Frequently Asked Questions


What is light rail?

Light rail is railway track and vehicles designed for running on-street, apart from and with priority over other traffic. Unlike cars, light rail has high capacity on a single lane each way, about fifteen times the people-carrying capacity.

Light rail vehicles are quiet, smooth and fast, with high capacity. Some are over 60 metres long and can comfortably carry as many passengers as 7 buses. They are ‘low-floor’, with level boarding from low platforms, often built into footpaths. Prams, wheelchairs or shopping trolleys go in and out with no delays, through multiple pairs of doors. Power is usually from an overhead wire. Vehicles are articulated into sections, with passengers able to walk the full length. Stops usually have good weather protection.

A good public transport system needs reliable connections so that passengers can make quick, anywhere-to-anywhere trips. Connections are unpopular in Wellington, but will become acceptable to most people when the time-savings on light rail are greater than the connection delays. Connections in Europe and North America rarely take more than five minutes, and often under two.

Why light rail?

If buses are overloaded the choices are heavy rail (like Auckland’s City Loop), light rail or Bus Rapid Transit (BRT). Heavy rail in tunnel would be very costly, so the real choice is light rail or BRT. Greater Wellington chose BRT in 2014 but it had a bad case of BRT creep. Too often, important features are left out because designers do not understand how BRT is different. There is now a BRT Standard, developed for just this reason. 

A study carried out for Let’s Get Welly Moving has suggested that ‘Bronze Standard’ BRT could operate in Wellington at a capacity of about 30 buses an hour, compared with 120 buses an hour at present. However, success seems unlikely in Wellington’s narrow streets. The BRT stops in Brisbane are twice the width of Manners Street.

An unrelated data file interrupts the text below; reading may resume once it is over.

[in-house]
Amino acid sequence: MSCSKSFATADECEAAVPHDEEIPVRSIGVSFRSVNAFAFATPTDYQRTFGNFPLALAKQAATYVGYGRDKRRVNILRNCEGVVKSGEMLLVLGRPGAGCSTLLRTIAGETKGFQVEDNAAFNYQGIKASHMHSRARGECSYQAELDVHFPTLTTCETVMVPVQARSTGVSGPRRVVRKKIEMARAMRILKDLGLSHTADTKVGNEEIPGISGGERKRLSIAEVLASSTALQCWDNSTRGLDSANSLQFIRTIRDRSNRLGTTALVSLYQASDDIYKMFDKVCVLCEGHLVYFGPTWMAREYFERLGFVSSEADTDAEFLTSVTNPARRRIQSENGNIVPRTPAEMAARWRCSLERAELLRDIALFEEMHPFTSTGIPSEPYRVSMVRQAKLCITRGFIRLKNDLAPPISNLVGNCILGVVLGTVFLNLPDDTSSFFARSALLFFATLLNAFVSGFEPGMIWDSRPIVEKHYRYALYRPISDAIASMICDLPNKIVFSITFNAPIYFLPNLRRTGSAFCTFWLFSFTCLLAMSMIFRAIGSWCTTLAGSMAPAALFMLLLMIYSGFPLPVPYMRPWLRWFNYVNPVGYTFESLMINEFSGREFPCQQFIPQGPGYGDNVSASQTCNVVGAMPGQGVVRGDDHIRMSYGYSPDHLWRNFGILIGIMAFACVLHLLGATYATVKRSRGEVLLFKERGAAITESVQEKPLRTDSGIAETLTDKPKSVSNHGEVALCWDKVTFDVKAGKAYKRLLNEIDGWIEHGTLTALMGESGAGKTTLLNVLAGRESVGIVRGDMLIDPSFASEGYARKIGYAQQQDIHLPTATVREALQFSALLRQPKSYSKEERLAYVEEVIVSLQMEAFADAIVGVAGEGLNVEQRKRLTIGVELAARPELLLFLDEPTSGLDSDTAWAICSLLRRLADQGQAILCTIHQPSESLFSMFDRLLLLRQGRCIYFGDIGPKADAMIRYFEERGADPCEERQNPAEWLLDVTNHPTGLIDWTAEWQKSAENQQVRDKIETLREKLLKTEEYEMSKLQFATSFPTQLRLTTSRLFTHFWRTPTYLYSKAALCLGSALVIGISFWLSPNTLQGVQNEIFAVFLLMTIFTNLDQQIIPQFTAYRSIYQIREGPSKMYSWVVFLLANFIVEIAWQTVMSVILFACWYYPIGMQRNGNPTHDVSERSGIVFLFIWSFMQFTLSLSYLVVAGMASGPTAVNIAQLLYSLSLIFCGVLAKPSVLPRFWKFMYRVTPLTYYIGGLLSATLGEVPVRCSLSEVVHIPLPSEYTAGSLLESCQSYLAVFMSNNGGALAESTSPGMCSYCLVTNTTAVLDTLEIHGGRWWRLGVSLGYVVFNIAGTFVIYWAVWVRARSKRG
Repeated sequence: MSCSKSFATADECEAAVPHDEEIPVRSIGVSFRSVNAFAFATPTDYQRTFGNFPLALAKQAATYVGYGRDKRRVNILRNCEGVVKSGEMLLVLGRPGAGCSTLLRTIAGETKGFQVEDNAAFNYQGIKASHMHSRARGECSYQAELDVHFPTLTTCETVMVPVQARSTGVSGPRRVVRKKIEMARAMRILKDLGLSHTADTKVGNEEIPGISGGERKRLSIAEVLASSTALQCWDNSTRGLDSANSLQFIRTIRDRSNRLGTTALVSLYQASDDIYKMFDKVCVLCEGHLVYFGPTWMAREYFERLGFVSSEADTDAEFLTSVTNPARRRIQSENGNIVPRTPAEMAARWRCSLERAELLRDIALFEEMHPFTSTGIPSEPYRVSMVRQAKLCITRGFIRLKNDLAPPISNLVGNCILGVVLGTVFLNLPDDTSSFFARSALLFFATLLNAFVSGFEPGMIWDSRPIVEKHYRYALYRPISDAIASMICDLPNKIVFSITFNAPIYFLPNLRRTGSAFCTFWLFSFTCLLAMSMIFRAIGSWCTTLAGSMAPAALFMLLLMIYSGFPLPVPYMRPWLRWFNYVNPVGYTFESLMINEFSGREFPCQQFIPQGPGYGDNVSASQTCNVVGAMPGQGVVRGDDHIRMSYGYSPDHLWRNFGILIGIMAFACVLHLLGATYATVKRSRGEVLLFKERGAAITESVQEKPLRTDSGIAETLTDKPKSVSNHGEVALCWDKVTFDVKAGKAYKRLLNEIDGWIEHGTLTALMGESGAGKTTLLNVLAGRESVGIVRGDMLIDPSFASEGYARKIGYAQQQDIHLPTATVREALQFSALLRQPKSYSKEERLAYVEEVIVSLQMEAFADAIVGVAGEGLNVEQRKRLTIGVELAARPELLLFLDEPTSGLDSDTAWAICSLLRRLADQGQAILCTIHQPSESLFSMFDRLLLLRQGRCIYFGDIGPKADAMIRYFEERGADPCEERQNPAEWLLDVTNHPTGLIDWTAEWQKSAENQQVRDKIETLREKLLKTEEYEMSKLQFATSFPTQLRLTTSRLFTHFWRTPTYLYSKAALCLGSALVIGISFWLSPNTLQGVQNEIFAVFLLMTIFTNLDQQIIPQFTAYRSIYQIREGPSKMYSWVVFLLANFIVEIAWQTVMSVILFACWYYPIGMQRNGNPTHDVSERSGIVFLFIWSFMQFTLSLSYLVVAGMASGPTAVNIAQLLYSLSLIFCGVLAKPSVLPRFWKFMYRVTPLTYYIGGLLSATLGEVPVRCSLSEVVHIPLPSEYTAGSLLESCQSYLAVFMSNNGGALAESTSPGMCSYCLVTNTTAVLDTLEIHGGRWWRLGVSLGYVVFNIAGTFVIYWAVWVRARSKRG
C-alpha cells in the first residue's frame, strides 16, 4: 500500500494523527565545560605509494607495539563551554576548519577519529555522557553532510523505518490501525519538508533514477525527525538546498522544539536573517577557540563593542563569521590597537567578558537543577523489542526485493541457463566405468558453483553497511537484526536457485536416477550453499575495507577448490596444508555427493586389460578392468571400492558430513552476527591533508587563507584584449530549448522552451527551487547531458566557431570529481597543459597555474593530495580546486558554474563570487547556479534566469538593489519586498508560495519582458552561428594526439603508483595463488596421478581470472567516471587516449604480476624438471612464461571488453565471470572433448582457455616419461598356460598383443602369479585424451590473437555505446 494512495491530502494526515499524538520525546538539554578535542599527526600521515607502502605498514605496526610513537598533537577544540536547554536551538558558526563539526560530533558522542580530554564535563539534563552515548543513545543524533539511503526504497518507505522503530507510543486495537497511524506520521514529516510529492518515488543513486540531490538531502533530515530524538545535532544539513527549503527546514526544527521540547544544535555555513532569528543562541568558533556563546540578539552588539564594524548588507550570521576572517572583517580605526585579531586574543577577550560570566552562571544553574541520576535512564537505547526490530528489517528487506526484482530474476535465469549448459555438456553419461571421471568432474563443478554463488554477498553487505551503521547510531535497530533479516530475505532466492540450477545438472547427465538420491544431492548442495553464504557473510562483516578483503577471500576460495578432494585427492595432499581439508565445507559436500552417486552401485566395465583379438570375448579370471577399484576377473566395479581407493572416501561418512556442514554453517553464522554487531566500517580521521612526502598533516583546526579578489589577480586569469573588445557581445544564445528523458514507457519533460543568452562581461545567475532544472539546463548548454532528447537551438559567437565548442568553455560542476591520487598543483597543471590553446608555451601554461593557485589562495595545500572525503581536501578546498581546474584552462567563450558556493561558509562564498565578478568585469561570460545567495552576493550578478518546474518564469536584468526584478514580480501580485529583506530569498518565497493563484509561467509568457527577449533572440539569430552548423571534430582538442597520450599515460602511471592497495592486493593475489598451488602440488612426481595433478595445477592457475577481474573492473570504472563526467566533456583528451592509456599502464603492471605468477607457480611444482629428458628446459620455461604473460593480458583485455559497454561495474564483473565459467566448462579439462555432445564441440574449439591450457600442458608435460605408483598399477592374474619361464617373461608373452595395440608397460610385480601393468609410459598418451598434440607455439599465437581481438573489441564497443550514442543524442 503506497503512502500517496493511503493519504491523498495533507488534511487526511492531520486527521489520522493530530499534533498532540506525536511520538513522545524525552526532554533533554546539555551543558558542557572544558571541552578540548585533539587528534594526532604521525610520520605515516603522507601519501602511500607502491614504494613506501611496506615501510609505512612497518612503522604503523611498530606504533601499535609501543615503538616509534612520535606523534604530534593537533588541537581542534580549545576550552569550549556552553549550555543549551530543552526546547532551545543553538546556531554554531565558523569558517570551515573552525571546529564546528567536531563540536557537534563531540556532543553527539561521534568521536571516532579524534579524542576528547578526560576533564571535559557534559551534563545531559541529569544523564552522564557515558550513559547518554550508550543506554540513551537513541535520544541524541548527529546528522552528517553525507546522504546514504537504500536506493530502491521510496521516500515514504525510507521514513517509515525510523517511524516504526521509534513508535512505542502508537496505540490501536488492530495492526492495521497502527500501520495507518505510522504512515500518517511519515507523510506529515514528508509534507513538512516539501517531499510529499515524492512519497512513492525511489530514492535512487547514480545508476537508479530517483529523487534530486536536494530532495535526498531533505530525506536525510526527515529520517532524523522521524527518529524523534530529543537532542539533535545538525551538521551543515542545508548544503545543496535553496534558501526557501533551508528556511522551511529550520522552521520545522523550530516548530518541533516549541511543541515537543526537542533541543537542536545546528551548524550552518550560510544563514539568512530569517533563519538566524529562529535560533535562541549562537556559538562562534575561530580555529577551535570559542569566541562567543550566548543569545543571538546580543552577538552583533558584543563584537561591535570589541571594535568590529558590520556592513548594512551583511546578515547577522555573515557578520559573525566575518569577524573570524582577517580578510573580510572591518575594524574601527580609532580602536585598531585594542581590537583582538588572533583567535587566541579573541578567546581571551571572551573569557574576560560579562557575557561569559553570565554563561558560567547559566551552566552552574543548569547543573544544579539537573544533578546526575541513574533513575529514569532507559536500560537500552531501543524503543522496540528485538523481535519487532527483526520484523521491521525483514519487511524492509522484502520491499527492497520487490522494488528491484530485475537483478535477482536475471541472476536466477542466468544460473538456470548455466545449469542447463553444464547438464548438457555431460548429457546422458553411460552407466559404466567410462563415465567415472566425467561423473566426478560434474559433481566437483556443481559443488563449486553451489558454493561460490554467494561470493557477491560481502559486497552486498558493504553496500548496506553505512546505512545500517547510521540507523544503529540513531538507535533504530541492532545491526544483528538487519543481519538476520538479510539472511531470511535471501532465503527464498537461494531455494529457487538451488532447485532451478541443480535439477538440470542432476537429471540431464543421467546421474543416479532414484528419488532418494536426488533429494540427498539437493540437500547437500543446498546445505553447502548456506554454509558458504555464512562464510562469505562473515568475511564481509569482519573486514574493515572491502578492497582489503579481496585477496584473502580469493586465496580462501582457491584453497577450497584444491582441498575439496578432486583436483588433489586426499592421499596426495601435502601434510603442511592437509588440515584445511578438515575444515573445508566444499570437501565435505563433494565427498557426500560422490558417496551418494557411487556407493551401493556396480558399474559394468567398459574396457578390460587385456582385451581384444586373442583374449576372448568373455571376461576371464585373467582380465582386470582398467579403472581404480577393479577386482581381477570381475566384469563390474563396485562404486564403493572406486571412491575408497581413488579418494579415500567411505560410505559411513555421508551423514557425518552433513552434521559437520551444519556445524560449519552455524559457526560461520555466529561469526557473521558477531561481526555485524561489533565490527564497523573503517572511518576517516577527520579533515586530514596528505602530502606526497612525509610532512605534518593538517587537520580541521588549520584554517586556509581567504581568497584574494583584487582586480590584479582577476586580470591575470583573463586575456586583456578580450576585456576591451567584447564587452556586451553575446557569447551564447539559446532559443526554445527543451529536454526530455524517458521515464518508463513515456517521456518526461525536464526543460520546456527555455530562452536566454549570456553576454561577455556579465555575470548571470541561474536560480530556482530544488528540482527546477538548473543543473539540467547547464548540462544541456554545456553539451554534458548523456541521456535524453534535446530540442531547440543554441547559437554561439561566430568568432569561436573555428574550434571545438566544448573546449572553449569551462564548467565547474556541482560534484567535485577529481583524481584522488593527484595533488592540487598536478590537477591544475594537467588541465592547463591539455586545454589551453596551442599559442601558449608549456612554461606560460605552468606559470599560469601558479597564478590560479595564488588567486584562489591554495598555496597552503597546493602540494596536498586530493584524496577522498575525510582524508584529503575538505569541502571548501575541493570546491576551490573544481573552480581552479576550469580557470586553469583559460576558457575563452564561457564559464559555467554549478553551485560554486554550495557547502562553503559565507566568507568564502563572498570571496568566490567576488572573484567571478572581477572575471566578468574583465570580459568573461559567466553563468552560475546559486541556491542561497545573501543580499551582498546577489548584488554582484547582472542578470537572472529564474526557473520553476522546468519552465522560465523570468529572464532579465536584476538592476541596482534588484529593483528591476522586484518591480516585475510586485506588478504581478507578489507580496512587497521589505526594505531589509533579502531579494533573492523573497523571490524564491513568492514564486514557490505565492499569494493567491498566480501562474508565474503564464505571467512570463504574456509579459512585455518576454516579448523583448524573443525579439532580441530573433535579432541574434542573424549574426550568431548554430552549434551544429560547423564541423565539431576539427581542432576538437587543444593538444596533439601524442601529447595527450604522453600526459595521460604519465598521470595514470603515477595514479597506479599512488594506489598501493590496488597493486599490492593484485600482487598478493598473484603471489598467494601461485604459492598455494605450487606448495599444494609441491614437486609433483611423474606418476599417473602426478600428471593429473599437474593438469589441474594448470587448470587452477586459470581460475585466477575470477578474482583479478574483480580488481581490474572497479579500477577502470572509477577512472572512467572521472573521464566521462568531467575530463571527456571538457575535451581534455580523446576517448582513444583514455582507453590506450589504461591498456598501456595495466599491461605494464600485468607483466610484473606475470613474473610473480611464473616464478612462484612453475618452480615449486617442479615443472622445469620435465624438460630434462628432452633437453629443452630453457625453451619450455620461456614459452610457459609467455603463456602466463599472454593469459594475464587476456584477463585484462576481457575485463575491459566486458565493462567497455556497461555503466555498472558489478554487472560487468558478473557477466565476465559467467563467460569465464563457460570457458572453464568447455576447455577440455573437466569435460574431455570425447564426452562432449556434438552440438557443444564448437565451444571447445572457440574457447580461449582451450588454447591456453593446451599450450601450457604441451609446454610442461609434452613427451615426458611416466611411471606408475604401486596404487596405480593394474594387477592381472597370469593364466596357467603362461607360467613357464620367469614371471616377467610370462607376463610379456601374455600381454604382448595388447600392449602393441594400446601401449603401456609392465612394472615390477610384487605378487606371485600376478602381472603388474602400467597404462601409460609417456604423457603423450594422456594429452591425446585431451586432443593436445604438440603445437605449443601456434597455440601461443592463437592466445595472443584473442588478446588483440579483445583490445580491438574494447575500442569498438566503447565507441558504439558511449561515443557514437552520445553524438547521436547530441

Light rail is cheaper than buses when there is enough demand, and Wellington already has the demand needed. More passengers can be expected when light rail opens, and a common problem is overloading because estimates were too cautious (like the Matangis).

Why light rail now?

The 2017 general election produced a government that has made funding for high quality public transport a priority. The solution is simple: build systems that will attract passengers and reduce congestion, rather than waiting for more passengers on already-overloaded bus services.

This approach has been demonstrated in Auckland. The estimated patronage-growth with light rail in Wellington has recently been re-estimated as 1.4% a year, when Auckland is seeing 15–20%, on the new Northern Busway and much-improved passenger rail.

In France alone there are five modern systems in cities with a population smaller than Wellington City (200,000). One of them is Besançon, with 116,000 people. Tampere in Finland has contracted for its first tram line with a population of just over 200,000. Ulm in Germany has contracted for its second tram line with a population of 120,000.

What matters is not many people but busy routes, and Wellington’s bus delays show that the city qualifies for light rail.


Most modern light rail systems use low floor vehicles with wide doors and level boarding at all doors, from platforms close to normal footpath level. Typically they have a floor 300–350mm off the ground and so require a platform only slightly higher than a normal kerb. These design features make light rail readily accessible to people pushing baby strollers, or on crutches, or who are wheelchair users.

Using fully accessible vehicles also means people can get on and off quickly, through any door, so wait times at stops are shorter than for buses.

How will it serve people with disabilities?